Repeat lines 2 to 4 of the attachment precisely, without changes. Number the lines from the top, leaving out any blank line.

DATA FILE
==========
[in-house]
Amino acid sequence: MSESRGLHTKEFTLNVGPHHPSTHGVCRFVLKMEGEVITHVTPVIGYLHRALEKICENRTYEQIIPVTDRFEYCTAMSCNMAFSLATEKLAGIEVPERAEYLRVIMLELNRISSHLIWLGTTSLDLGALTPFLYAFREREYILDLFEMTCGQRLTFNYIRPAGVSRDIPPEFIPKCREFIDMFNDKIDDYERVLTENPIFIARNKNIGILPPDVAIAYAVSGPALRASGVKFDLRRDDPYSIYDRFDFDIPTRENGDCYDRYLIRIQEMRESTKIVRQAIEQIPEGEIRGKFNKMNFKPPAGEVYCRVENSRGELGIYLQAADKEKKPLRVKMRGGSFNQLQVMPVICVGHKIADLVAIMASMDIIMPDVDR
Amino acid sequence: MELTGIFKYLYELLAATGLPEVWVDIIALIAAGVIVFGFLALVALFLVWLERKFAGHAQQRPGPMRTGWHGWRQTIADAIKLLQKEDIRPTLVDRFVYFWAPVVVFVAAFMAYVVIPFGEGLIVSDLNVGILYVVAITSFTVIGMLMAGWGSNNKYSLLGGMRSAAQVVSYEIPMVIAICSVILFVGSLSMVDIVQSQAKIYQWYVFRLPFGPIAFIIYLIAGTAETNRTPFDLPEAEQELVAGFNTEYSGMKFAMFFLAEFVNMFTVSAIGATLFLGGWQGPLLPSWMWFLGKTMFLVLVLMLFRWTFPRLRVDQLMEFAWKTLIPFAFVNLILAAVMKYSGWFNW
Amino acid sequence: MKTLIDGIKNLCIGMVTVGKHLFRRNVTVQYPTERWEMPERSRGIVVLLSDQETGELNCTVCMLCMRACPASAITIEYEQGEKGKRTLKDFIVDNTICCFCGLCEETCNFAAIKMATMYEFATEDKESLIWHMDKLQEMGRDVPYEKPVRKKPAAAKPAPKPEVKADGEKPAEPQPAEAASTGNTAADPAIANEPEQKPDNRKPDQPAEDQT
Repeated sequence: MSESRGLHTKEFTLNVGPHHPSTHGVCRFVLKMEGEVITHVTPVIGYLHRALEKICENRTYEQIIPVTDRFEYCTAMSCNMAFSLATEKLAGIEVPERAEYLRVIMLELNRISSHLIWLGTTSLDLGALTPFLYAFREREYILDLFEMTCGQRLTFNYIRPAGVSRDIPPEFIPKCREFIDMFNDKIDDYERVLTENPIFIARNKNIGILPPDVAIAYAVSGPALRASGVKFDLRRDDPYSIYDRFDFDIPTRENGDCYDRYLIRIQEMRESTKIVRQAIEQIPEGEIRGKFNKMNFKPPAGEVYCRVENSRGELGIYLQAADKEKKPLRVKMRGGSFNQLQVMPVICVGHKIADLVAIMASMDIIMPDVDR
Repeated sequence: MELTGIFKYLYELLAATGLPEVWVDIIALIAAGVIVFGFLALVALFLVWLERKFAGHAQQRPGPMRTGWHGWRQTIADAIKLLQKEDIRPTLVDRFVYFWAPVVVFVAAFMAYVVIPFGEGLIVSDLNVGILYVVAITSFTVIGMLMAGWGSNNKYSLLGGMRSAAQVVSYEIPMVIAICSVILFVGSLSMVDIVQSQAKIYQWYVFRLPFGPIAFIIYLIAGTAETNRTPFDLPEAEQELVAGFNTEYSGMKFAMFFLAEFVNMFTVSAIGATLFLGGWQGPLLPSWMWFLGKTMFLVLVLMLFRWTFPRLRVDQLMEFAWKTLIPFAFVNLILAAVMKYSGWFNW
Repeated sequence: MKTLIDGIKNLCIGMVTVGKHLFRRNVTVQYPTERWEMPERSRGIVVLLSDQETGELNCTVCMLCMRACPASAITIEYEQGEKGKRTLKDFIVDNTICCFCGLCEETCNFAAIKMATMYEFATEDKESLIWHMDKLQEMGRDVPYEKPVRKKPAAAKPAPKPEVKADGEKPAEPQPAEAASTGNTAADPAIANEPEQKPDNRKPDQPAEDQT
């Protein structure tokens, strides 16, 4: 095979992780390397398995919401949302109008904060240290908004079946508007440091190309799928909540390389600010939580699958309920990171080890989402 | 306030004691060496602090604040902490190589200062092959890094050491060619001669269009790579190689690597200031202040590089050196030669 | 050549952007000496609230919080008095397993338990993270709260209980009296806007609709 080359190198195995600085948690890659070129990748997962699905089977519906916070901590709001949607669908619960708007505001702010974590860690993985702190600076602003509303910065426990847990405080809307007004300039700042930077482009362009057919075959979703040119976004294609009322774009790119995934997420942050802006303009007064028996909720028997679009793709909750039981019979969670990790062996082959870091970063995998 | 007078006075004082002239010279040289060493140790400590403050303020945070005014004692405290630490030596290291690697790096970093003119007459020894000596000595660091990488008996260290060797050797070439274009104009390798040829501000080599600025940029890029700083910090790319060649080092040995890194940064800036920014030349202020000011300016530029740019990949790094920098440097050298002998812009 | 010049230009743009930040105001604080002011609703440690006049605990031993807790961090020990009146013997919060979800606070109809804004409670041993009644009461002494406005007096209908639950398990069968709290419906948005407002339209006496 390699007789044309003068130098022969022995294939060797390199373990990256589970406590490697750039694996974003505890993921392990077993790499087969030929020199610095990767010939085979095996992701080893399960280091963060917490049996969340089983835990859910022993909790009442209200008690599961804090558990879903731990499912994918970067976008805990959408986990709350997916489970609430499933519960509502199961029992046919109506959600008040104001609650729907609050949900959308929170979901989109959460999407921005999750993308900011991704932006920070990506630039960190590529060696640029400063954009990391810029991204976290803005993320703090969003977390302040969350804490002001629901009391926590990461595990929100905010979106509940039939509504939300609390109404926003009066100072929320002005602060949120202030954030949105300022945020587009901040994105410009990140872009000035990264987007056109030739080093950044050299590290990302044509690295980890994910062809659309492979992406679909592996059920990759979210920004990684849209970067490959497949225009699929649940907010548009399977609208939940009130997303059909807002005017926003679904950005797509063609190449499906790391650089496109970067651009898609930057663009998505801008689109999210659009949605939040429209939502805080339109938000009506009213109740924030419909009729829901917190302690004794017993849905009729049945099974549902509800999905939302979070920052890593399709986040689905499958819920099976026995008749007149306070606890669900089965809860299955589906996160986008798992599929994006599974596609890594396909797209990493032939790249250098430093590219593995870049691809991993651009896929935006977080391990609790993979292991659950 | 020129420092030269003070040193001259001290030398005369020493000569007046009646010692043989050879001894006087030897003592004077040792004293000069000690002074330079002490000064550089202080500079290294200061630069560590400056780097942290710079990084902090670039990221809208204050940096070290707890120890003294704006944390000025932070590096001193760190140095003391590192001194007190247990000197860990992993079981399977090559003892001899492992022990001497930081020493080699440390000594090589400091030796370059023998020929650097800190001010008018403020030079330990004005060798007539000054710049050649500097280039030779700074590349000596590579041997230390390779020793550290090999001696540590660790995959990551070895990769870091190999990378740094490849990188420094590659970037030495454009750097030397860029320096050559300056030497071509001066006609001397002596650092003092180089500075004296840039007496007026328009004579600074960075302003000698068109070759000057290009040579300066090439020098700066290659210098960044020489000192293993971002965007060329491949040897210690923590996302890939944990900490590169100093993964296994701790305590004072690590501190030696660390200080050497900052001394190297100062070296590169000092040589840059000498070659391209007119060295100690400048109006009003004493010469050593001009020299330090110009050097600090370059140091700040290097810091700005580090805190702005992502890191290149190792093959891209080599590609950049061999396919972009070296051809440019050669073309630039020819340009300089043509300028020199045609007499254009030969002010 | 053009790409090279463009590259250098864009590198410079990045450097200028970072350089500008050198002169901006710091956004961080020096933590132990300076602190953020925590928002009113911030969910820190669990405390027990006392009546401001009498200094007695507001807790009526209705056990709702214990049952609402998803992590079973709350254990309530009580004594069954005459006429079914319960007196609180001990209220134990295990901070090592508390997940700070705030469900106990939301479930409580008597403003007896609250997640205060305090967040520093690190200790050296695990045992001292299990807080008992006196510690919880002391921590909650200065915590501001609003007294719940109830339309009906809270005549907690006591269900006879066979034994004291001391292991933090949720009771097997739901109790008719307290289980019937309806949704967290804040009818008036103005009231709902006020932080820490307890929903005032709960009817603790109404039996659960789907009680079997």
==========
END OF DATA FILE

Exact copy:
Amino acid sequence: MSESRGLHTKEFTLNVGPHHPSTHGVCRFVLKMEGEVITHVTPVIGYLHRALEKICENRTYEQIIPVTDRFEYCTAMSCNMAFSLATEKLAGIEVPERAEYLRVIMLELNRISSHLIWLGTTSLDLGALTPFLYAFREREYILDLFEMTCGQRLTFNYIRPAGVSRDIPPEFIPKCREFIDMFNDKIDDYERVLTENPIFIARNKNIGILPPDVAIAYAVSGPALRASGVKFDLRRDDPYSIYDRFDFDIPTRENGDCYDRYLIRIQEMRESTKIVRQAIEQIPEGEIRGKFNKMNFKPPAGEVYCRVENSRGELGIYLQAADKEKKPLRVKMRGGSFNQLQVMPVICVGHKIADLVAIMASMDIIMPDVDR
Amino acid sequence: MELTGIFKYLYELLAATGLPEVWVDIIALIAAGVIVFGFLALVALFLVWLERKFAGHAQQRPGPMRTGWHGWRQTIADAIKLLQKEDIRPTLVDRFVYFWAPVVVFVAAFMAYVVIPFGEGLIVSDLNVGILYVVAITSFTVIGMLMAGWGSNNKYSLLGGMRSAAQVVSYEIPMVIAICSVILFVGSLSMVDIVQSQAKIYQWYVFRLPFGPIAFIIYLIAGTAETNRTPFDLPEAEQELVAGFNTEYSGMKFAMFFLAEFVNMFTVSAIGATLFLGGWQGPLLPSWMWFLGKTMFLVLVLMLFRWTFPRLRVDQLMEFAWKTLIPFAFVNLILAAVMKYSGWFNW
Amino acid sequence: MKTLIDGIKNLCIGMVTVGKHLFRRNVTVQYPTERWEMPERSRGIVVLLSDQETGELNCTVCMLCMRACPASAITIEYEQGEKGKRTLKDFIVDNTICCFCGLCEETCNFAAIKMATMYEFATEDKESLIWHMDKLQEMGRDVPYEKPVRKKPAAAKPAPKPEVKADGEKPAEPQPAEAASTGNTAADPAIANEPEQKPDNRKPDQPAEDQT